Just want to relate a story from last week. In my town, a new lazer tag place opened up. It's becoming something of a phenomenon here. I'm not exaggerating when I say there are three "tactical lazer tag" facilities in 30 minutes drive of where I'm sitting to write this. To get into the rocking chair a little, I remember playing "Lazer Zone" in the Chicago suburbs with car headlights and photo-sensitive sensors glued onto headsets, so it's always interesting to see the progression of it.
The whole reason I knew about this place was that one of the
viewers of my show told to me that they were opening and recommended
I check it out. So I went the other day. The guy behind the counter
was friendly, happy to talk about the place. I mentioned that a
viewer of my paintball show told me about the place, and he asked
what the show was. I told him "Web Dog Radio".
Instantly, he told me "Never heard of it, and I'm a hardcore
I told him I wasn't surprised. And in all honesty, I'm not. Web
Dog has always been the "best kept open secret" of the
paintball internet community. Everyone knows about it, nobody talks
about it. And I kind of understand why. So forgive this being self
serving, but I want to explain this.
A few months ago the phrase "internet paintball celebrity"
was thrown around as an insult. It described people like A-Train,
Mike Phillips, Wolf, "Mr. H", "Necro", "Midnight
Angel" and in fact most of the self-proclaimed self-important
people who manufacture shows and useless videos about paintball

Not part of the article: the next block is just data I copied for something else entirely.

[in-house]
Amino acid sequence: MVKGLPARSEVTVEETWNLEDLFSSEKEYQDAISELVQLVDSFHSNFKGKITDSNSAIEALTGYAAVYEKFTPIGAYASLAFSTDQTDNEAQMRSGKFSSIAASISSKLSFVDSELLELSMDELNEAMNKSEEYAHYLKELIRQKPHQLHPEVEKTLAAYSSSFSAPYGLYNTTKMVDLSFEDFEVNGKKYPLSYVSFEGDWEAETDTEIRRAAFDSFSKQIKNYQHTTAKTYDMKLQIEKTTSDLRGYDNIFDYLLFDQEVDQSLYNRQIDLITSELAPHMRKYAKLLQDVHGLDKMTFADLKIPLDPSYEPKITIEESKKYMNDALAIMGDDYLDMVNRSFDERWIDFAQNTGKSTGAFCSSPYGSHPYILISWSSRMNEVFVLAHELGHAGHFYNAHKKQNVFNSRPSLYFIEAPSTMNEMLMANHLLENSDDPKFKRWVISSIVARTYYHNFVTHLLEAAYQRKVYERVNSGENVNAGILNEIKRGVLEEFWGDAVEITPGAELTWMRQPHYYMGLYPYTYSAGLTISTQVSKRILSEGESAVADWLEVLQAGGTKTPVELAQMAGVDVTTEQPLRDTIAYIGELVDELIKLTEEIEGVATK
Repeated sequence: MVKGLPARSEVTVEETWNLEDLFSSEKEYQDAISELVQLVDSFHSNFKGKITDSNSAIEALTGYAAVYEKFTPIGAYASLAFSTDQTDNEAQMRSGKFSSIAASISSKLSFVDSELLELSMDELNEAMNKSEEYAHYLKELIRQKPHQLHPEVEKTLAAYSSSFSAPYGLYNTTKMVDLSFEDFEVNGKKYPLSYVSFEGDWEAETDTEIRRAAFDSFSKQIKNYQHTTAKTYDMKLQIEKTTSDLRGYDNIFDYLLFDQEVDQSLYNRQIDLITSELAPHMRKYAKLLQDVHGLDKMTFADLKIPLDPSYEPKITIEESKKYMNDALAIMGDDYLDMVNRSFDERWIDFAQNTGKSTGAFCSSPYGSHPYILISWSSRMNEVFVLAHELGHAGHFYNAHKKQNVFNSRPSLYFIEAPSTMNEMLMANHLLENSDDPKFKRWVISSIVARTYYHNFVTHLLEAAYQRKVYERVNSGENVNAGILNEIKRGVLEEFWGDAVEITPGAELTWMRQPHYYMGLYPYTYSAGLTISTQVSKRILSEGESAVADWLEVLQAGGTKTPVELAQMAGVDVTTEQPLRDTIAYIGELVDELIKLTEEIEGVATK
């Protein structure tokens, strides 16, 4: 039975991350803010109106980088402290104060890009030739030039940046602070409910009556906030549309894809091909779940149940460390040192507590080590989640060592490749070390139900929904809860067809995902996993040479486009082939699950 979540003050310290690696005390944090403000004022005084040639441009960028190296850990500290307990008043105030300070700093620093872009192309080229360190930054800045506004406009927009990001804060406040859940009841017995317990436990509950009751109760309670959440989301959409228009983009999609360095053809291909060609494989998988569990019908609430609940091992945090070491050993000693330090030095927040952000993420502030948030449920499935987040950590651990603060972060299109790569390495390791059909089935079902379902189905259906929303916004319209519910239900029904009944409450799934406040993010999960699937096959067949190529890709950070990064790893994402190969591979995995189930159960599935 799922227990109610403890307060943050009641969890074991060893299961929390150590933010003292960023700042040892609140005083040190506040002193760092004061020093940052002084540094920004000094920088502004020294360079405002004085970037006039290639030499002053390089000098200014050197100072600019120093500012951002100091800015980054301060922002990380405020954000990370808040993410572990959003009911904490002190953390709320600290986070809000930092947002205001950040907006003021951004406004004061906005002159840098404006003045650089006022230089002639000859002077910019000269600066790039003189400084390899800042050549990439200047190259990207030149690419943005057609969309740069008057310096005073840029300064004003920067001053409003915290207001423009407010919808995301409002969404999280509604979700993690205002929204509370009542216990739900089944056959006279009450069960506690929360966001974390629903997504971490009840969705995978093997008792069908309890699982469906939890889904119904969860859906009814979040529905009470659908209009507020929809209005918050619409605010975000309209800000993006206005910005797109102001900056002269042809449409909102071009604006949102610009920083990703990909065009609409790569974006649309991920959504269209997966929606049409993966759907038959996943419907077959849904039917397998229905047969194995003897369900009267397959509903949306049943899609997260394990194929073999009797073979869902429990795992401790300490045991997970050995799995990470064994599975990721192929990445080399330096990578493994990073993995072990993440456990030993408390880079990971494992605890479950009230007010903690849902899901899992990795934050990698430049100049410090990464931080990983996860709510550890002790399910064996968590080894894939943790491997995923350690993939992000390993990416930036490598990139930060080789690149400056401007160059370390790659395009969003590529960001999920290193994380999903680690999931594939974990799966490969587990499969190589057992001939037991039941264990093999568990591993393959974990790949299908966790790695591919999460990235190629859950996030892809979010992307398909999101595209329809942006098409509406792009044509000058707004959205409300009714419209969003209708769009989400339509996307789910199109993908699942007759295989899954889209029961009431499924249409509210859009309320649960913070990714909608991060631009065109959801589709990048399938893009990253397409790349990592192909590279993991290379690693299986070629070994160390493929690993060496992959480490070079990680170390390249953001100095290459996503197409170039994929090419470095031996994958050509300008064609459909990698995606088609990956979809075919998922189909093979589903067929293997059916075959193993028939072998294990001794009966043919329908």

without actually saying anything of importance. Here's a clue in
order to figure out who I'm talking about. In a video interview with
someone else, is the "celebrity" also on camera and/or talking
40-60% of the video about themselves? If so, they're an e-celeb.
The thing is that all of these guys have a following that dwarfs
what I do. I would kill for their numbers if I thought it would
help. They have these followers because they present an image that
is bigger than life. They act like jerks, they're loud, obnoxious,
permanently immature, and basically all the things people want to be.
Permanent vacation, chasing the next paintball match with no
tomorrow, bragging about getting the latest and greatest in gear,
only to trash it for the next thing to come along.
But let's go back a little ways, to about 2003 when I started
making paintball how-to vids in the backyard. At the time it was
unheard of. The videos before then was PigTV's event coverage (which
was more like a news broadcast) and Serenity Dragon (which was an
interview show). I hosted the videos out of pocket, and paid for the
bandwidth more than I care to admit. Did pretty solid shows about
tactics and techniques without trying to come off as a tactical
genius. Wasn't loud, wasn't obnoxious, wasn't full of self
importance. Just stuff that worked for me, and stuff that I could
pass along. It was my way to give back to a community.
When the costs of bandwidth and production started to get a little
out of hand, I reached out to the industry to support the show. I
was laughed at. National Paintball Supply told me outright "There's
no future in paintball videos on the internet." I was told
"Nobody wants tactics videos, there's already the Ironmen tape".
It didn't gel with the message the industry wanted to sell, mainly
"buy our gear, get better." I quietly did three seasons or
so of videos before hanging that up.
That isn't to say that nobody got the point. Tom at Airgun
Designs got it. Collin at LAPCO got it. Chris at Flurry got it.
The guys at Nexed got it (and were amazed that, unlike their
tournament teams, I actually did what I promised I'd do.) But for
the most part, the industry didn't support it. Therefore, I had no
real grand exposure or presence. Yet, I kept plugging along until it
became too much of a cost for me.